Ryan Day only needed one year to make his mark at Ohio State
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Ryan Day only needed one year to make his mark at Ohio State

Jeremy Birminghamover 3 years
Article written by:Jeremy BirminghamJeremy Birmingham



Ryan Day only needed one year to make his mark at Ohio State.

That’s all took for Day to become one the first million-dollar assistants in program history. All he needed to be promoted to offensive coordinator. And enough time be entrusted as the acting head coach of the Buckeyes while Urban Meyer is on paid administrative leave.

There’s good reason for that. The former quarterbacks coach for the San Francisco 49ers has coaching super-stardom written all over him.

Day has been on the field as a quarterback, named as captain during his senior season at New Hampshire. He threw for more than 7,500 yards in his career, when he starred for a then-unknown coach named Chip Kelly. After his career was over, Day moved into the coaching ranks the next season, making a stop at Florida in 2005 — where he first met Meyer as a graduate assistant before earning his first full-time job as a wide receivers coach at Temple in 2006. He returned to Temple in 2012 and at 33-years old became the Owls offensive coordinator. Two years later he was back with Kelly as the quarterbacks coach of the Philadelphia Eagles and followed him to San Francisco a year later.

It was that stint in the NFL where Day really dove into the position he once played, eager to become an expert on football’s most important position.

“The thing that I really wanted to do when I had an opportunity to go to the NFL with Coach Kelly was spend all my time on the pro passing game, all my time studying quarterback play, so I felt like I had some sort of expertise,” Day said in the spring of 2017. “That became quarterback play and the passing game. That’s really what I spent the last two years focusing on and spending time on. I just studied it the best I could.”

Ryan Day expands Ohio State’s passing attack

That’s why Urban Meyer, desperate to revamp a failing passing game following the 2016 season, turned to Day and former Indiana coach Kevin Wilson. It worked, too. Ohio State’s passing game, with fifth-year senior J.T. Barrett at the helm, went from No. 81 in the country during the 2016 to No. 36. Ohio State threw for more yards per game in 2016 than it had in all but one of Meyer’s previous five seasons in Columbus. Meyer wasn’t shy about giving credit to Day for some of that that improvement, especially new passing route concepts.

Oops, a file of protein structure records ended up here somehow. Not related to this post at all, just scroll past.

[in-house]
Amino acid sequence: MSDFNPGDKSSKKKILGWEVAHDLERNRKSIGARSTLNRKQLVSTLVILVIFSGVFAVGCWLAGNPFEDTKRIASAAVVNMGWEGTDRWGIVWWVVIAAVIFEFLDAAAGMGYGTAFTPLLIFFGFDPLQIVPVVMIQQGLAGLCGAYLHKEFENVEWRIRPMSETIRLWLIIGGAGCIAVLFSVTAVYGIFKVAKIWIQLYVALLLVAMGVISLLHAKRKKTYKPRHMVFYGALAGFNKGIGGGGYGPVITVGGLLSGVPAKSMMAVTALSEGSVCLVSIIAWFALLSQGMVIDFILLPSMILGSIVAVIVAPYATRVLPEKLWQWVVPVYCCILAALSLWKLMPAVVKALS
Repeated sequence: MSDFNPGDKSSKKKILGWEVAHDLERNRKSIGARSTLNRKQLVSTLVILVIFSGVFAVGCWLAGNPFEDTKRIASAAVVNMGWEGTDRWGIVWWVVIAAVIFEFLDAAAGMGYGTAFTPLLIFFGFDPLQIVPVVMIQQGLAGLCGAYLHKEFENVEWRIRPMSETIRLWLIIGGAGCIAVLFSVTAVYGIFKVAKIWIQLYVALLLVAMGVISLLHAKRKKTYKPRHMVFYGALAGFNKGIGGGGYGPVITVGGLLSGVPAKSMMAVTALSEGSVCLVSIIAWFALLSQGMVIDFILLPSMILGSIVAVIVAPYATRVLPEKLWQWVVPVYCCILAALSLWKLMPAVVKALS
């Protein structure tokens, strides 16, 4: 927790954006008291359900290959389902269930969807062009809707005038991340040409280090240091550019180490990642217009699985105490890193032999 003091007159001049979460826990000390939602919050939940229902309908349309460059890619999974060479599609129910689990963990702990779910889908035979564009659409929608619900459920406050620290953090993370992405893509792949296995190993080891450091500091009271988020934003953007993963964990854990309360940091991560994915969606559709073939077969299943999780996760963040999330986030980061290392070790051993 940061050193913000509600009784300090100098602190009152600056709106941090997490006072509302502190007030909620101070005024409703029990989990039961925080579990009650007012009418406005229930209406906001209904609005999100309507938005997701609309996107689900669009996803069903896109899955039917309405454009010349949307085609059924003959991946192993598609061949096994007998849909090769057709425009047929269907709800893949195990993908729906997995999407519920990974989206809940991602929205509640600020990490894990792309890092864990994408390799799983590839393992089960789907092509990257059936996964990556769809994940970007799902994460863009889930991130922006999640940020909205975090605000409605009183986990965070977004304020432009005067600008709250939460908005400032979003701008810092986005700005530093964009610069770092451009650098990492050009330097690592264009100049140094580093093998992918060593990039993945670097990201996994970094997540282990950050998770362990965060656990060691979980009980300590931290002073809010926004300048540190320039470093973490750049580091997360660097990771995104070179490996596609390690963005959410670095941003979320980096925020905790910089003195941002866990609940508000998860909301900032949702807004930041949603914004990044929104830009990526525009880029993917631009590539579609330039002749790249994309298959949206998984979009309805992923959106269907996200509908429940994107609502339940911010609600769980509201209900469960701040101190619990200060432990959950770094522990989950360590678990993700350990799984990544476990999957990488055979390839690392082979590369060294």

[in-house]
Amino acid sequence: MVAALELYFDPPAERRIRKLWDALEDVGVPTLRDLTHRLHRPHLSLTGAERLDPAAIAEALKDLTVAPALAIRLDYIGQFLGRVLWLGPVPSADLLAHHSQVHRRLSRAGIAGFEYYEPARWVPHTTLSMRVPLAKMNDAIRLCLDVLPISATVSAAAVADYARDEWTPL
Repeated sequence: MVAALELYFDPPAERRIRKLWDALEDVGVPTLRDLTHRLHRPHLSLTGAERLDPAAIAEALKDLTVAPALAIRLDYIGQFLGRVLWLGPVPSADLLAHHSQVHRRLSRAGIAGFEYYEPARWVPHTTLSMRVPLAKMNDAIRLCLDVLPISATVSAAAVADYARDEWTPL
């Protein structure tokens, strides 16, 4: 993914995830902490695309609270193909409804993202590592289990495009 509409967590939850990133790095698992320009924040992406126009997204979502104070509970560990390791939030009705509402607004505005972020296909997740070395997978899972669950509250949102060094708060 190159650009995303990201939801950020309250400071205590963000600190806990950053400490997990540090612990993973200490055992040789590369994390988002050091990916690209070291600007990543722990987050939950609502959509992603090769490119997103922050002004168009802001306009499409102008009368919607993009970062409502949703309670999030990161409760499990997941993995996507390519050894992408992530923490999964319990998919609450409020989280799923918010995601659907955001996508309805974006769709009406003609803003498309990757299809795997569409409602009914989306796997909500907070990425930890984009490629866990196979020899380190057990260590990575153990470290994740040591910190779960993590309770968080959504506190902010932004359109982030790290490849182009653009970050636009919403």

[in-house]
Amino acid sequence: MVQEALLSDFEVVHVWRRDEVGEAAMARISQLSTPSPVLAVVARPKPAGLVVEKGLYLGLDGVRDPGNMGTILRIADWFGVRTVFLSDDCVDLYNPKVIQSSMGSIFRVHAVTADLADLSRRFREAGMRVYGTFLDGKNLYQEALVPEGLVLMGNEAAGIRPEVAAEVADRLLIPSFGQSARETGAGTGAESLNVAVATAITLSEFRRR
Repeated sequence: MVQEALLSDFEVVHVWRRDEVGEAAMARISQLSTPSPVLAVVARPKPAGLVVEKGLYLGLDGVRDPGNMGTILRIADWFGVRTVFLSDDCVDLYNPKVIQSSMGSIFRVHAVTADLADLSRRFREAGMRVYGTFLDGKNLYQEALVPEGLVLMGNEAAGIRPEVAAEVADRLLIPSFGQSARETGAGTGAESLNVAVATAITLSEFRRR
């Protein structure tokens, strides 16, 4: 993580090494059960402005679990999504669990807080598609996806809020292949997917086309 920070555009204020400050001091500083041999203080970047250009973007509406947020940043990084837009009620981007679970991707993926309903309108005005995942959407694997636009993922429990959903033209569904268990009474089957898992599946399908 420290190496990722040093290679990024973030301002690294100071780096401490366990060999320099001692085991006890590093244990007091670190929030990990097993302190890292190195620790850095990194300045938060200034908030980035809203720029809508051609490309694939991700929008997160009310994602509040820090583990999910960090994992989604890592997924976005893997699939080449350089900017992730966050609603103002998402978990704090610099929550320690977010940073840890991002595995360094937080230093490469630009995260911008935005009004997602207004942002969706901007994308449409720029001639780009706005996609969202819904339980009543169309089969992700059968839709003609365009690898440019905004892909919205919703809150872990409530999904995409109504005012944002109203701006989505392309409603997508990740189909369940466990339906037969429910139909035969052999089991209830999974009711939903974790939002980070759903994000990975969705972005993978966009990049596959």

“Ryan Day brought us that whole [Mesh] package to us, and it’s been dynamic,” Meyer said last season.”The big hits we had against Indiana were the same package. So now about seven, eight different concepts off of that.”

As for his role in the offensive success in 2017 with the Buckeyes, Day downplayed it. But his approach may have been a little bit different than previous years when Ohio State appeared hellbent on forcing the ball to its top playmakers, rather than finding the open guy on any given plan.

“It’s all of our ideas, it’s all of our stuff, this is everybody’s work here,” Day said last year. “One thing about being [in the NFL] is that you have a lot more time to study the film. There isn’t the recruiting, there isn’t some of the other things that go on in the college game. You really can study that stuff, and understand some of the timeless passing principles that have stood the test of time.

Ryan Day-Ohio State-Ohio State Buckeyes-Ohio State football-Urban Meyer

Family man Ryan Day has proven to be a skilled recruiter at Ohio State. (Birm/Lettermen Row)

“When you look at the film, you have to look at it through the eyes of what your players can do. Then make sure you’re picking the right things. I think that’s what our offensive staff is spending so much of our time doing. There are a million plays out there, we all can find a playbook. It’s trying to find the right plays that fit who we are. It’s like Coach Meyer said when we first got here, ‘If you know a play, we probably have run it.’ He’s right.”

Day’s willingness to adapt to players suggests his career arc is just beginning, no matter how long he’s in charge of the program while Meyer’s administrative leave is sorted out. It’s his laid back, player-first approach that has made him one of the Buckeyes most competent recruiters and one of his biggest advantages in a living room. He’s 39-years old, a family man with three kids and a wife and has a decade-plus of coaching experience with some of football’s best offensive minds behind him.

Ryan Day is a closer as a recruiter

He’s the right choice for right now, certainly, but he’s also a real choice for the future of the Ohio State football program as well.

“You can really talk to him,” 5-star 2019 wide receiver commit Garrett Wilson said. “It doesn’t ever feel like recruiting. He’s very natural and very comfortable.

“He’s willing to make changes on offense. He’s not stubborn about his offense. He adapts to the players he has.”

That’s why Wilson told Lettermen Row that if Meyer were let go, Day taking over the program is the one move that would prevent him from examining other schools. That’s why Day was offered NFL jobs again this past off-season, and turned down an opportunity to be a college head-coach in the SEC after just one year running Ohio State’s offense. That’s why Meyer, who rarely gives up the role of play caller, surrendered many of those duties to Day last year and why it was expected he’d take on even more of that responsibility in  2018.

That’s why Day decided to stay with the Buckeyes this past January, many people began to point to him as a potential heir to Meyer’s throne at Ohio State. It doesn’t matter if that’s this season or five years from now. Day has the tools, talent and temperament to captain the ship — and the Buckeyes only needed a year to figure that out.